Thursday, July 15, 2010

Sticker shock

In the past weeks, I've a handful of posts about the Lake Oswego Streetcar project, either directly or indirectly.  The tone of the articles has been less than enthusiastic, generally--as I've been searching for the right balance between expanding high(er) capacity transit and serving existing needs.  One thing in favor of the LO project, though, has always been its relatively low cost, particularly including sunk costs.  Back in the 80s, the Jefferson Street Branch line was purchased from Southern Pacific for $2 million, and is now apparently worth around $80 million (though the recent downturn in the real estate market may lower that figure; an earlier article here quoted a figure of $50 million).  Given that the value of the right-of-way could be used for Federal matching purposes (up to a 1.5x match), the project seemed to be a good way to get a decent rapid transit line on the cheap. 

However, word now comes today from the Portland Tribune (hat tip to bojack via Al) that the price tag for the project is now in the range of $380 million to $458 million.


Time to break out the Dr Evil photo.

"Four... Hundred... and Fifty.... MEEELYUN dollars!"

Only I don't hear the delegates to the United Nations--or anyone else for that matter--laughing.

The good news, I guess, is that the "local match" is only $47-55 million, excluding the value of the Willamette Shoreline ROW. 

The bad news is that if the estimated value of the ROW goes down, potentially 1.5x that shortfall must be made up elsewhere.  Also, the match depends on re-authorization of a federal transit funding bill that expired last year; and while Congressman DeFazio has lots of clout in the House; this is the sort of thing that might find a hostile reception in the Senate, where one party seems determined not to spend any money on anything that might stimulate the economy. 

Of the $50 million or so in cash that local governments must find under the cushions, half of it needs to be spent up-front and would be lost were the project to get canceled (or not approved).  And only if the project is built do any Federal matching funds get provided.

Of bigger concern seems to be the ever-increasing budget for the thing.  In 2007,  according to the Daily Journal of Commerce, the projected cost of the line was $149 million for the transit portion (and another $83 million for the trail portion).  Now the cost is almost double. 

To quote Lando:  "This deal keeps getting worse all the time!"

The good news

The good news, of course, is that the increasing costs are being made public before construction begins.  This is a sign that the project is at least being run in good faith.  (Compare that to the Portland Aerial Tram, which didn't see its budget triple until construction had already begun; an audit revealed that OHSU managers had kept overruns to themselves until sufficient costs had been sunk, and canceling the project was no longer an option).  Some dollars have been spent on early planning; and more money is to be spent to complete the DEIS; but this is a small fraction of the total cost.  Sometimes, spending money to discover that something is a Bad Idea is necessary.  That said, even with the steadily increasing budget, the out-of-pocket price for a seven mile rail line still is not bad.  Were the existing ROW not available (or not available for a federal match), this project would probably be DOA; but at this point, it's still got legs.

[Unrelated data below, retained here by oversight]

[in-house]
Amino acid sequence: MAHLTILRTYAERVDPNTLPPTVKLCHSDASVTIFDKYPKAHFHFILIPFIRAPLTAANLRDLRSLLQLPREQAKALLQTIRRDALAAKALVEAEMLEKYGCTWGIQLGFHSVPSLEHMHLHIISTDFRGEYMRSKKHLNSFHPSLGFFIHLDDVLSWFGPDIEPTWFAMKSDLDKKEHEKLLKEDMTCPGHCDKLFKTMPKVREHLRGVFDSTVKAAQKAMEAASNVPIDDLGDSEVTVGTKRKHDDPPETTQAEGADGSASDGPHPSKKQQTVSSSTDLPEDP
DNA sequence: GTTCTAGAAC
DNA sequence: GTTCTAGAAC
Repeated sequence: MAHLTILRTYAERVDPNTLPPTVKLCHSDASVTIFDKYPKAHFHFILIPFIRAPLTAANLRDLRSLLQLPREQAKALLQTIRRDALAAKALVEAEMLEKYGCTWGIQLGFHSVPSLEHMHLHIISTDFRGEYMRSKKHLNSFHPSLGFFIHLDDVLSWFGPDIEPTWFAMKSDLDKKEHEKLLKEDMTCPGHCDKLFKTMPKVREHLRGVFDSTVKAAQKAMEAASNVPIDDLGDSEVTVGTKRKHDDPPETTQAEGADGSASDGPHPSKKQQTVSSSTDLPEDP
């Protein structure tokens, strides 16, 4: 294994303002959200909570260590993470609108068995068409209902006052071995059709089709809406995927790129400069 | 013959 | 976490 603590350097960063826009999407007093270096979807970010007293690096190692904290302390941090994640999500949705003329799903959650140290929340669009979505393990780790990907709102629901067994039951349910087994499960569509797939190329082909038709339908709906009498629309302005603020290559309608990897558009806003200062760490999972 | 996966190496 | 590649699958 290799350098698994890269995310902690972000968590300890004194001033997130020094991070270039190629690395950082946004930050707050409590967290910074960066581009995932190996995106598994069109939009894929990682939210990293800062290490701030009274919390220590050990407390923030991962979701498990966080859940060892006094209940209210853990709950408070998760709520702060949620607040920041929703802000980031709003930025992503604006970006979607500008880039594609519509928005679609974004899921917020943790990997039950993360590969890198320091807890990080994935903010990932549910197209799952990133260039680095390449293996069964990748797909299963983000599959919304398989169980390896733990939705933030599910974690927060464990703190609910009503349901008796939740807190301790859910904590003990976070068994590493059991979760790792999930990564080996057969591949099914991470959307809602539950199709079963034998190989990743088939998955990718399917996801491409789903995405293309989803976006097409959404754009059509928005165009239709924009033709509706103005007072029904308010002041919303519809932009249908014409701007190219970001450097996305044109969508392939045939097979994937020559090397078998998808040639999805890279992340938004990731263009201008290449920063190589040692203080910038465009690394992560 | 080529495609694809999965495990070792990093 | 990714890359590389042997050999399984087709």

An important question to ask is "why".  Not just why this project has seen its budget grow faster than dandelions, but transit projects in general.  The US economy, after all, is in a recession.  Lots of people are looking for work.  The spectre of deflation (an outcome which would make rich people very happy, and most of the rest of us suffer) is rearing its ugly head--and as noted above, the Senate (or a particular faction therein) seems to desire this outcome.   Yet the costs to build public works projects seem to be skyrocketing.   It's interesting to compare recent transit rail transit projects in the area:

  • Original MAX (1982-1986):  $214 million, 15 miles (approx $400 million in 2010 dollars, $27 million/mile)
  • Westside MAX (1993-1998):  $963 million, 18 miles (approx $1.4 billion in 2010 dollars, $78 million/mile, including a tunnel)
  • Airport MAX  (2001):  $125 million, 5.5 miles (approx $155 million today, $28 million/mile)
  • Interstate MAX (2000-2004): $350 million, 5.8 miles (approx $400 million in 2010 dollars, $69 million/mile)
  • Green Line/Transit Mall (2007-2009): $575 million, 8.3 miles ($590 million today, $71 million/mile).